Originally published in 1985, this title was an important new teaching text at the time. Alan Garnham focuses on current theories about the central cognitive aspects of language understanding, and attempts to reflect the emergence of cognitive science, an inter-disciplinary approach to the study of language and other cognitive processes. As well as describing psychological studies, the text includes ideas from linguistics, artificial intelligence, the philosophy of language and formal logic.
Some introductory remarks on the study of language understanding precede a discussion of word recognition and the computation of the syntactic structure of sentences. The central part of the book is concerned with questions about meaning, the mental representation of word meanings, and text comprehension. The final two chapters address questions of how the parts of the language processing system operate together, and how language production is related to comprehension. Rather than attempting an exhaustive discussion of empirical research on his chosen topics, the author gives the reader the flavour of linguistic arguments. In particular, Psycholinguistics attempts to indicate the problems and also the possibilities of relating experimental data to theories of language processing.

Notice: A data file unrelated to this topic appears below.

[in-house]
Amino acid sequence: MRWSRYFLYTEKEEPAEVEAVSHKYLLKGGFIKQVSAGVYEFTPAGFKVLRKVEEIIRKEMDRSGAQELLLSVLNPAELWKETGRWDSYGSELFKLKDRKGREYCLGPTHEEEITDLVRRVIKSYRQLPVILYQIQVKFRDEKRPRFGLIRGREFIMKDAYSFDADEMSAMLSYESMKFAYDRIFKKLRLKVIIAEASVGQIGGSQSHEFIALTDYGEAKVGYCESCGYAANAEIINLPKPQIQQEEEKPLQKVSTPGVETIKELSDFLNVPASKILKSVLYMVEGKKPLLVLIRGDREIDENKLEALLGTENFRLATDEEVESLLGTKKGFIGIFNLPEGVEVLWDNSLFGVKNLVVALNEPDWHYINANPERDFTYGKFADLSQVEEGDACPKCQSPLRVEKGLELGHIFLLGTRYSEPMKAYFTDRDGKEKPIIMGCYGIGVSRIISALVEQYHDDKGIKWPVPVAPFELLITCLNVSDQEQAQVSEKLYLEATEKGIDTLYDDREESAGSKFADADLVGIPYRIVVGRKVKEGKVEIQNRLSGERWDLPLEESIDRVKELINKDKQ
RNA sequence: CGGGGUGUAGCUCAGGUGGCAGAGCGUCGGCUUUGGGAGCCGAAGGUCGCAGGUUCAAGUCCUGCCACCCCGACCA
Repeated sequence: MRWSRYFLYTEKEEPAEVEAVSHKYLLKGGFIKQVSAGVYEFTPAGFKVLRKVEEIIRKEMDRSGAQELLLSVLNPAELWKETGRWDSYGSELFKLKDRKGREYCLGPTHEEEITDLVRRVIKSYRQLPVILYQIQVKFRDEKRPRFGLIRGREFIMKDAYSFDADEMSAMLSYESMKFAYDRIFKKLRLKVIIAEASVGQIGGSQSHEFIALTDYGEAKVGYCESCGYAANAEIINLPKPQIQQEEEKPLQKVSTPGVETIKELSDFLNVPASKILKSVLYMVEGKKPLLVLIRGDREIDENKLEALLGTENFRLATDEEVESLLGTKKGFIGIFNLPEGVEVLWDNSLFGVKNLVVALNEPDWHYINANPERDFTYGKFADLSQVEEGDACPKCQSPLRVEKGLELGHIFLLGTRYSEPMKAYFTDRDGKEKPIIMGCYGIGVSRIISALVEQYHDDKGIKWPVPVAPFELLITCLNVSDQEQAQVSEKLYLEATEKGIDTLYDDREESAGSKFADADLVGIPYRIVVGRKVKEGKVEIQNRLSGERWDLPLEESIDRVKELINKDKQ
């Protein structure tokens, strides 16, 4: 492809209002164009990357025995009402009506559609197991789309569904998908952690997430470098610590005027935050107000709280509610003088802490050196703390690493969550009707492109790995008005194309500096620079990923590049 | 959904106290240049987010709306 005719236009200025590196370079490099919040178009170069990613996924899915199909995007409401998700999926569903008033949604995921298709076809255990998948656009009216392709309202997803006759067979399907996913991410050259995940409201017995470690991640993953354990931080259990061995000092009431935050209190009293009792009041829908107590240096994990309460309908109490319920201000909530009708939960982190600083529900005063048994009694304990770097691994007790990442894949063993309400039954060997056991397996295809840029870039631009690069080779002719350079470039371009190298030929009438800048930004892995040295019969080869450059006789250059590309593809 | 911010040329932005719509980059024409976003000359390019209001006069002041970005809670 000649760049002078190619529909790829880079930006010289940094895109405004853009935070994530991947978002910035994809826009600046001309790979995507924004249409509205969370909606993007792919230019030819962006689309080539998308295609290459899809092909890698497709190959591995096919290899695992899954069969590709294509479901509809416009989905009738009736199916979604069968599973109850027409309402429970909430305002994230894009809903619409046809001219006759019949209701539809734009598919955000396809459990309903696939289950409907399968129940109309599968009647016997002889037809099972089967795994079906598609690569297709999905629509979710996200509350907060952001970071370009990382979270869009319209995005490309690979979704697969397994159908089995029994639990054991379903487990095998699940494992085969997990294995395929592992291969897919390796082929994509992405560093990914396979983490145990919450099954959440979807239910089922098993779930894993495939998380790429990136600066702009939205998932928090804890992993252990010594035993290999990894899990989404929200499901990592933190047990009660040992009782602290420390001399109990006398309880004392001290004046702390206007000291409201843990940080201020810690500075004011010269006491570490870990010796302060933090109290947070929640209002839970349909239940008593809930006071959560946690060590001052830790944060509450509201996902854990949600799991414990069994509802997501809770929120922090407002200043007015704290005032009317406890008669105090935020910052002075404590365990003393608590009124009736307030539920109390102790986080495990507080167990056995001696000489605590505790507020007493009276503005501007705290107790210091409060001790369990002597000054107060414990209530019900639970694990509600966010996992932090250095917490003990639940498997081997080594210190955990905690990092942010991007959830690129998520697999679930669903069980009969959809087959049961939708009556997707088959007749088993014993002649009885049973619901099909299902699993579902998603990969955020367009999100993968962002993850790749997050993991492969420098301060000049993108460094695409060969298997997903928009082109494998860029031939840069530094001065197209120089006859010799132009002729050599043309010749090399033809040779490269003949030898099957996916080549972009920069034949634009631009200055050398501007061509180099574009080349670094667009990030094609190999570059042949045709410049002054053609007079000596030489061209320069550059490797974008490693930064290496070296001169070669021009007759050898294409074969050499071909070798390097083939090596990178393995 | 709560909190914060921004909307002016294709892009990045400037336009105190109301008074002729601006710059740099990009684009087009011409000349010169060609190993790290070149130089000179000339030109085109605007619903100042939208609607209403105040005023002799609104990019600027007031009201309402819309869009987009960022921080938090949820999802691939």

Psycholinguistics will still be useful reading on courses in psycholinguistics, language and thought, and cognitive psychology.
Table of Contents
Acknowledgements Preface 1 Introduction – how to study language understanding 2 The contribution of linguistics 3 Recognizing words 4 Parsing – the computation of syntactic structure 5 Introduction to the concept of meaning 6 Word meaning 7 Understanding discourse and text 8 The structure of the language processor 9 Language production and its relation to comprehension 10 Overview and future directions References Name index Subject index